Gene Barnhart of Ruggs Ranch has been training world-class bird dogs for over forty-five years. Gene’s love of working dogs runs deep, and he’s handled them his entire life, hunting Beagles in his early years and then moving to Pointers. Now, you’ll find Gene at Ruggs, training and conditioning over forty hunting dogs. Ensure success in the field this year using his dog training primer below.
First things first: your dog must have a good quality food to do a good job in the field. If they are working hard in the field, the right mix is 30% protein and 20% fat. You will need to use less protein and fat if they are an occasional hunter. Watch their weight, too fat of a dog will not be able to make an all day hunt, same with an under weight dog. Your dog is like an athlete; they have to eat correctly in order to perform. Take a good quality snack for them in the middle of the day, and a lot of fresh water. Make sure they are on a worm, flea and tick program, check with your vet for the correct medication.
Pre-season conditioning is paramount. “Roading” your dog in a harness is a great way to get your dog and you in shape for the hunting season. Roading is a general term for harnessing your dog, walking them slowly, and allowing them to pull against you to build strength and stamina. 30 minutes of pulling is worth one hour of running. When taking your dog out for a run, throw bumpers, or any type of exercise to help build his stamina. The better shape your dog is in, the longer he will hunt. During the hunt, give him short water breaks. Wet down his belly and pads to help cool him off if it is a warm day. Always watch for over-heating early in the year and hypothermia in the cold weather.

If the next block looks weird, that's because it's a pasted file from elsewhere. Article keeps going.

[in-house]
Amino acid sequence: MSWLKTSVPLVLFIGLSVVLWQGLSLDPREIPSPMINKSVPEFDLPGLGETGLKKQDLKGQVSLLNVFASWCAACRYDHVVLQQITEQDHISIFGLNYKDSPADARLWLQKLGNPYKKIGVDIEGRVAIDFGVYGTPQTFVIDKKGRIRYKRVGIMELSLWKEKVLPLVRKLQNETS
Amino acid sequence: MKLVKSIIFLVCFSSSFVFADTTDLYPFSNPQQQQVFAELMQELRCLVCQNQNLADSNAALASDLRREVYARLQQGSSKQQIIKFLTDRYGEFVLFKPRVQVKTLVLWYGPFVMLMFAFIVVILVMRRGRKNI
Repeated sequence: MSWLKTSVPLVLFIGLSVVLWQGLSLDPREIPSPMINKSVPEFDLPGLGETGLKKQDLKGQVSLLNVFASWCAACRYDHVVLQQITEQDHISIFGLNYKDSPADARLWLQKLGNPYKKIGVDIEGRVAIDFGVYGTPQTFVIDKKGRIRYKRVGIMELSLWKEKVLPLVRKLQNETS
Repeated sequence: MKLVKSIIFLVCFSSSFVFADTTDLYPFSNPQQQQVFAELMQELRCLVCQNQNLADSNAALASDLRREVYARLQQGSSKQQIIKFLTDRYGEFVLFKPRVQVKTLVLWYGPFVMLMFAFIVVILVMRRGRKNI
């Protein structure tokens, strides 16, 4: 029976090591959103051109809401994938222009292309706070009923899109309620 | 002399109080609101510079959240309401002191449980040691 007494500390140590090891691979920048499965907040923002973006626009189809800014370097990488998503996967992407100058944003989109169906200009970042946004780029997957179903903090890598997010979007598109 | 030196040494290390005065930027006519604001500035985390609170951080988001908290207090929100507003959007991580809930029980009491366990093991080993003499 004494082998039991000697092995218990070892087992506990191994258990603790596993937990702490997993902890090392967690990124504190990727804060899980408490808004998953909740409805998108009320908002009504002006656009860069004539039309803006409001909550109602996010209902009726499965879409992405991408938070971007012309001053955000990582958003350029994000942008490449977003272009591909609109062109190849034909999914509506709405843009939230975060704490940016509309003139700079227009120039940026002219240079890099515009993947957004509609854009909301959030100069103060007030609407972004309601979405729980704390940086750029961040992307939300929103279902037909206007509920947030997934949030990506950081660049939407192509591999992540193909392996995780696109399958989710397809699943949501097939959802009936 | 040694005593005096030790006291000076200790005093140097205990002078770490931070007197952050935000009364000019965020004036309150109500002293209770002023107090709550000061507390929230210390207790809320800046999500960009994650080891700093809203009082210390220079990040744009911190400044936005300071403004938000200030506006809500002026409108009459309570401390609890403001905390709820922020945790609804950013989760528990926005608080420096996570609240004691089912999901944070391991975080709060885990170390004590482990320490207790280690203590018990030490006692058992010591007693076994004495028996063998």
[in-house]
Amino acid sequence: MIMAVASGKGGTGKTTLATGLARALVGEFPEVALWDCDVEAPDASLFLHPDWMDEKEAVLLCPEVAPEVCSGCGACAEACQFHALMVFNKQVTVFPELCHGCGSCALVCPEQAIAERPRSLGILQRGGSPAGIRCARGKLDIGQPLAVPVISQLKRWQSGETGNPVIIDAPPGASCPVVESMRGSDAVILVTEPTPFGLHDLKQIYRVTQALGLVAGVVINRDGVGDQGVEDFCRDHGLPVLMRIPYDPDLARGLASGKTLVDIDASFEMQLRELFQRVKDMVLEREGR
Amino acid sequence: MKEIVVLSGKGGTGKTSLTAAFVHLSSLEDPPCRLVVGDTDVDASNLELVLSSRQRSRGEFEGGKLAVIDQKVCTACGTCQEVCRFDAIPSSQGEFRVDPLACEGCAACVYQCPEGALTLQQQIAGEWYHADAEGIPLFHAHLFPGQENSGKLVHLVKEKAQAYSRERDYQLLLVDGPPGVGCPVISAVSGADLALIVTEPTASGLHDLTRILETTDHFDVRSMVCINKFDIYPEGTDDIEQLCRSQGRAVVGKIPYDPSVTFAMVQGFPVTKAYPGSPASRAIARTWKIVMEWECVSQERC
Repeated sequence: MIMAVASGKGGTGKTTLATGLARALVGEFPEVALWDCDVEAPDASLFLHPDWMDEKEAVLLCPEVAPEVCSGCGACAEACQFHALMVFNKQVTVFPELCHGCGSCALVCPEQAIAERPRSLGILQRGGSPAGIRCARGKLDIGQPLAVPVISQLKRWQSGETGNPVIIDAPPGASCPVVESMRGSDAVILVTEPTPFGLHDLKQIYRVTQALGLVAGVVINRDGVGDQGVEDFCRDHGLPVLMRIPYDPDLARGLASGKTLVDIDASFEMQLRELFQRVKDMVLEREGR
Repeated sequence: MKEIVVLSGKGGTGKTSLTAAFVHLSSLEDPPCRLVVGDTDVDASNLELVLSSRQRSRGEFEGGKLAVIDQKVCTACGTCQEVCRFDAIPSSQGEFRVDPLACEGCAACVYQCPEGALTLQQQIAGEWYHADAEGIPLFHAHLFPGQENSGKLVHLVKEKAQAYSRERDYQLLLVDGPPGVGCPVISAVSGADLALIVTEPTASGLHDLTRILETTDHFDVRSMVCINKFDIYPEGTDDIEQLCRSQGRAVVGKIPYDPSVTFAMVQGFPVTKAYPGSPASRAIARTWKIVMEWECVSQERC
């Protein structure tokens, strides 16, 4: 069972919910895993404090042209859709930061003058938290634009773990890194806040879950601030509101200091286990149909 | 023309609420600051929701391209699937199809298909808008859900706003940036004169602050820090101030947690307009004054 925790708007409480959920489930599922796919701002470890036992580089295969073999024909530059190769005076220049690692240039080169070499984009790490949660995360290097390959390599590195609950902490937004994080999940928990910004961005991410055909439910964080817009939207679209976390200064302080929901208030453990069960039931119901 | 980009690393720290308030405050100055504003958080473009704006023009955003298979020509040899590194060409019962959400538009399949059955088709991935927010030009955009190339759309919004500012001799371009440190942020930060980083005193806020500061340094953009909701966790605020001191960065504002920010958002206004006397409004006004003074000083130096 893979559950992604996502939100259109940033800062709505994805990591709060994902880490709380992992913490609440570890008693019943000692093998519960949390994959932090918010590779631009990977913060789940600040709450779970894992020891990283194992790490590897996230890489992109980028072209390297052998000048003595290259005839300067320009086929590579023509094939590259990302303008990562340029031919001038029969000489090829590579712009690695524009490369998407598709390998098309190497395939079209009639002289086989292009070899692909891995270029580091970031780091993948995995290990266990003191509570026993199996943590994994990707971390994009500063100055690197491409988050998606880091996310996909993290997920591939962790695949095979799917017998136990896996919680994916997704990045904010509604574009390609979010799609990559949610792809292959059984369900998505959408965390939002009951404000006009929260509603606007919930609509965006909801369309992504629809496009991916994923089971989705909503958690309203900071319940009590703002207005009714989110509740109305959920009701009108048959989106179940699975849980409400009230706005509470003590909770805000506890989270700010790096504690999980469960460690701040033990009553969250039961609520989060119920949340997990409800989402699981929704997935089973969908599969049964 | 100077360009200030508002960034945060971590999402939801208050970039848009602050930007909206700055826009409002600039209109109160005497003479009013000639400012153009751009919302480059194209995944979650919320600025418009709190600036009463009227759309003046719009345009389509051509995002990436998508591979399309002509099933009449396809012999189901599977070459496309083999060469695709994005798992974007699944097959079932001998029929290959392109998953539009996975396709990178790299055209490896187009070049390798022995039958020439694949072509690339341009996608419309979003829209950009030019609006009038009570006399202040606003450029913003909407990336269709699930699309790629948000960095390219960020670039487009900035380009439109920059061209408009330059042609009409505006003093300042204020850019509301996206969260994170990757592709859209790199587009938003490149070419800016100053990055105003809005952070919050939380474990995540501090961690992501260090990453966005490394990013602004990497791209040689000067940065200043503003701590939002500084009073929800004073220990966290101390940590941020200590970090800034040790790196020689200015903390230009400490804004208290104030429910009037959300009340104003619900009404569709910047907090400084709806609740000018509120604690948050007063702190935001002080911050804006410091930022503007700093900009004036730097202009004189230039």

Pre-season training is vital to success in the field. Go over “whoa, sit, stay, come,” and general handling. Never use an E-Collar to teach a dog anything, use only to reinforce what has already been taught. Be patient, kind and don’t leave any fingerprints. Older seasoned dogs need conditioning more than bird work, younger dogs need more bird work. If you are starting a young dog, make sure that he has been shot over before you go hunting.
Socializing your pup is extremely important for both pointers and flushers. Make sure you expose the pup to different areas, sounds and smells, be careful of loud noises. A well socialized pup makes for a well-rounded hunting companion.
With Pointing dogs, “whoa” breaking is the most important command to teach. If you get this done your job will be 90% complete, whatever method you choose, make sure you start the command in the yard. Your yard work needs to be started in advance, not the day of the hunt. Do not rush through your yard work, it is a very important step in the training process.
With Flushing dogs “sit” and ranging commands are the most important. Same as the pointers, the training needs to be started in advance before the day you take them hunting. Prove your training by taking them to different areas for different distractions.
Be prepared for cuts and injuries. Issues like porcupine quills, and other life-threatening injuries may occur while hunting your dog. Take a first aid kit like the ReadyDog K-9 First Aid Kit and a Leatherman, be ready to help your hunting companion in the field.
Watch your dog’s body language. This can tell you a lot about what is going on with your hunting companion. The better health your companion is in the better hunt you will have. We wish you a prosperous season!